As a homeowner, there are certain tax breaks and deductions that you can claim, however, these are primarily on your principal residence. So what exactly does that mean and can you deduct anything on rental properties?
In order to qualify for certain tax benefits the home you live in, must be your legal and principal residence. There are interest and tax reductions for investment properties but they fall under different categories.
Here we’re just talking about your principal residence.
Of course, this seems pretty cut and dry; it’s the house in which you live primarily throughout the year but there are differences, certain expectations, and situations where this might be a little bit foggy. If you move out of the house and then rented for sometimes before moving back there are specific facts that are to be determined on a case-by-case basis. If you’ve lived in the home for a number of years without moving out is considered your principal home and residency. This will probably be the address on your driver’s license, voter registration and where you pay your local and/or state income taxes.
If you once lived in the home and now you rented out it’s going to depend on how many months during the year you’ve actually lived in the home in order to take the right tax breaks and benefits. The IRS states that “the mere fact that property is, or has been, rented is not determinative that such property is not used by the taxpayer as his principal residence. If the taxpayer purchases his new residents before he sells his old residents, the fact that he temporarily rents out the new residents during the period before he vacates the old residents may not, in light of all the facts and circumstances of the case, prevent the new residents from being considered as property used by the taxpayer as his principal residence.”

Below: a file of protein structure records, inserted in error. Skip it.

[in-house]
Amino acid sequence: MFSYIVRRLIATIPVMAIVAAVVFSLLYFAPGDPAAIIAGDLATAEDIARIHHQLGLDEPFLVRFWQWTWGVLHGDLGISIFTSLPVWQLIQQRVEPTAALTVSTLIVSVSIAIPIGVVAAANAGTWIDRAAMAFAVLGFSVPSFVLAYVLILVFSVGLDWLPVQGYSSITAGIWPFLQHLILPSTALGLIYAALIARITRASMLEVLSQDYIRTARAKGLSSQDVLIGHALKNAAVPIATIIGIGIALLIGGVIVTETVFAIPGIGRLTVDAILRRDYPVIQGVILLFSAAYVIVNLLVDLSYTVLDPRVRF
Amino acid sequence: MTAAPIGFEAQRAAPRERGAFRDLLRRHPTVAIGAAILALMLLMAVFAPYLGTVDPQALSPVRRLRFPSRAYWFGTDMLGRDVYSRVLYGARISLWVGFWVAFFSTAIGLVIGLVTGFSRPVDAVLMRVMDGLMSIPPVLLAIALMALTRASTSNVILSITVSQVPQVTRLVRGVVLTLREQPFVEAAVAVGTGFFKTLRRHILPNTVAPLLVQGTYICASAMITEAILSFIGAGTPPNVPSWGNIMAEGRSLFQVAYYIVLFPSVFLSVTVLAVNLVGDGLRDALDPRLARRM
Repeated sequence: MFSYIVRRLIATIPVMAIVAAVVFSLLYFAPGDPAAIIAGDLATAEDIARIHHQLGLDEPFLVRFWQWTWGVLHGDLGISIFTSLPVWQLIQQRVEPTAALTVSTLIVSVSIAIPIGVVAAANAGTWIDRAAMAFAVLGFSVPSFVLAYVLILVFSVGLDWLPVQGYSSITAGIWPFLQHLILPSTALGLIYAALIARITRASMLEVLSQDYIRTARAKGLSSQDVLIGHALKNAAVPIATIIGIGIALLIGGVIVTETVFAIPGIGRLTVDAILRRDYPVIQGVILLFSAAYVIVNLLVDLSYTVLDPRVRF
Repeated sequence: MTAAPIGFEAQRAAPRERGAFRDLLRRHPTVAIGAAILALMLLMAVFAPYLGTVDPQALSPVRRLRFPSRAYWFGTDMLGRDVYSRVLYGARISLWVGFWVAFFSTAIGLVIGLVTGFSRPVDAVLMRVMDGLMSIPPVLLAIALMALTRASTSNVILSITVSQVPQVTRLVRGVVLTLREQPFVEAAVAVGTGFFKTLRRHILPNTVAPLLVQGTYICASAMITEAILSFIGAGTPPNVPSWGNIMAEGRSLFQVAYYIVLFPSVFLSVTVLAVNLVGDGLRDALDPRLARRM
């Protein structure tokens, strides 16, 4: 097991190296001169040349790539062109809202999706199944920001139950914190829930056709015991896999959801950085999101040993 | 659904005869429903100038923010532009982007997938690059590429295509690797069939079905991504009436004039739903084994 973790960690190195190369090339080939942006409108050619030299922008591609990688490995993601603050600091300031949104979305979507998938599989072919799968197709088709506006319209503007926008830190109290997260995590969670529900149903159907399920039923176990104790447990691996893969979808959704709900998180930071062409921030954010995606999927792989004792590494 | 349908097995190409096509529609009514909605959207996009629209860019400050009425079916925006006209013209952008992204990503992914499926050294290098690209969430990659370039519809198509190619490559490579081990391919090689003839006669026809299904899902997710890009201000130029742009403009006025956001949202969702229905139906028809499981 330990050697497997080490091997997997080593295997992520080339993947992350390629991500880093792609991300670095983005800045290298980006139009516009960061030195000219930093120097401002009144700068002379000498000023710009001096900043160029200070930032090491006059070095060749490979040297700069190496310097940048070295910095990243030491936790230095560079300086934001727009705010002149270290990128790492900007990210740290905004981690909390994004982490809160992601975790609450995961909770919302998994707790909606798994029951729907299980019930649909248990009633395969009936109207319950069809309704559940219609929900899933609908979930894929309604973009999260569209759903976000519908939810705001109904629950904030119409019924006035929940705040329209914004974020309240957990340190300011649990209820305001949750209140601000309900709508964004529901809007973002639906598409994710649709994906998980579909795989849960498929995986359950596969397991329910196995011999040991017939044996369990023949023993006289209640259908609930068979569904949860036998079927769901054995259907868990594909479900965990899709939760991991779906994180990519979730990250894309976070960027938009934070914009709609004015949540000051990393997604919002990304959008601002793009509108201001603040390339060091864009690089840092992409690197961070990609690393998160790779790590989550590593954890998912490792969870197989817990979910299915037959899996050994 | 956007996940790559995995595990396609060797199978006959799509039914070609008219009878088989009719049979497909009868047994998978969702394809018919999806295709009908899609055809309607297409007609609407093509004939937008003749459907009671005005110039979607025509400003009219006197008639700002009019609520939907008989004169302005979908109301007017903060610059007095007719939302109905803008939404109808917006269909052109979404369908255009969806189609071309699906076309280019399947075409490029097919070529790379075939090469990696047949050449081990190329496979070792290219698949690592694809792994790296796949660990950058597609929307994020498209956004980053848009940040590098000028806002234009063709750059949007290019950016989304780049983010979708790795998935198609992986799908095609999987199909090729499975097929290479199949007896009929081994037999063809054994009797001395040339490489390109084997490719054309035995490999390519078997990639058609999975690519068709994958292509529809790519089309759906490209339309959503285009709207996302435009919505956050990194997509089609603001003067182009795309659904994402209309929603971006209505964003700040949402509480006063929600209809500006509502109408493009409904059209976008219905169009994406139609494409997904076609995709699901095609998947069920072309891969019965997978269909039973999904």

Stipulations also state that the taxpayer is not required to actually occupy the old residents on the date of sale. The IRS will look at particular facts and circumstances in order to make a proper determination. You, as the homeowner, must be able to demonstrate that you did not intend to abandon the house as a principal residence in order to take the tax break.
If you’re looking to keep your primary home as your principal residence you want to do one of several things;
- Sell your home before renting it out.
- Avoid any impressions that you are not abandoning your house as a principal residence.
- If you purchase a new home before the other one sells, keep your old house as your principal residence until it does.
All of these factors will determine the circumstances around a particular case of whether or not the home is your principal residence.
For more information or answers to your questions about real estate, homeownership or buying in Sunset Beach contact my office today.